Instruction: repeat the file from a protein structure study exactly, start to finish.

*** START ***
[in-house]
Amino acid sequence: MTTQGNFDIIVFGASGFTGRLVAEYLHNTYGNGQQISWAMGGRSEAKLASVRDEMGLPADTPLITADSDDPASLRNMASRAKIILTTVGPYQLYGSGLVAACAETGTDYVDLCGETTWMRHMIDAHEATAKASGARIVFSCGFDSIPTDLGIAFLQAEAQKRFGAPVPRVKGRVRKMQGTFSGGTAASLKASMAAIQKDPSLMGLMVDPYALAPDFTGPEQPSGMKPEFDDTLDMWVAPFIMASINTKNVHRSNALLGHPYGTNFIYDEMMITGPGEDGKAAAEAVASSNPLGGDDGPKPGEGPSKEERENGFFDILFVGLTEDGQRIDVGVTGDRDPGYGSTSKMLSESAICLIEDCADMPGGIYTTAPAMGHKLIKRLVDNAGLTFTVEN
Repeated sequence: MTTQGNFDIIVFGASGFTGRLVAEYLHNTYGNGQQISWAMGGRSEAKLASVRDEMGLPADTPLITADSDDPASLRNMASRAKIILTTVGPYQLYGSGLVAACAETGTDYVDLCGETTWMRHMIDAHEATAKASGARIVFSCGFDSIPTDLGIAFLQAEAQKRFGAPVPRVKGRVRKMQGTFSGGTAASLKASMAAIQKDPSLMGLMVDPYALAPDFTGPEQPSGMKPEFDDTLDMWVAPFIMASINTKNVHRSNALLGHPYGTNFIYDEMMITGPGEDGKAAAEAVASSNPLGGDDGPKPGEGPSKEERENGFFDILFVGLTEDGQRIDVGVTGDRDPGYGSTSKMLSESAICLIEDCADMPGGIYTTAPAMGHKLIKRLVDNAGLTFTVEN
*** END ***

[in-house]
Amino acid sequence: MTTQGNFDIIVFGASGFTGRLVAEYLHNTYGNGQQISWAMGGRSEAKLASVRDEMGLPADTPLITADSDDPASLRNMASRAKIILTTVGPYQLYGSGLVAACAETGTDYVDLCGETTWMRHMIDAHEATAKASGARIVFSCGFDSIPTDLGIAFLQAEAQKRFGAPVPRVKGRVRKMQGTFSGGTAASLKASMAAIQKDPSLMGLMVDPYALAPDFTGPEQPSGMKPEFDDTLDMWVAPFIMASINTKNVHRSNALLGHPYGTNFIYDEMMITGPGEDGKAAAEAVASSNPLGGDDGPKPGEGPSKEERENGFFDILFVGLTEDGQRIDVGVTGDRDPGYGSTSKMLSESAICLIEDCADMPGGIYTTAPAMGHKLIKRLVDNAGLTFTVEN
Repeated sequence: MTTQGNFDIIVFGASGFTGRLVAEYLHNTYGNGQQISWAMGGRSEAKLASVRDEMGLPADTPLITADSDDPASLRNMASRAKIILTTVGPYQLYGSGLVAACAETGTDYVDLCGETTWMRHMIDAHEATAKASGARIVFSCGFDSIPTDLGIAFLQAEAQKRFGAPVPRVKGRVRKMQGTFSGGTAASLKASMAAIQKDPSLMGLMVDPYALAPDFTGPEQPSGMKPEFDDTLDMWVAPFIMASINTKNVHRSNALLGHPYGTNFIYDEMMITGPGEDGKAAAEAVASSNPLGGDDGPKPGEGPSKEERENGFFDILFVGLTEDGQRIDVGVTGDRDPGYGSTSKMLSESAICLIEDCADMPGGIYTTAPAMGHKLIKRLVDNAGLTFTVEN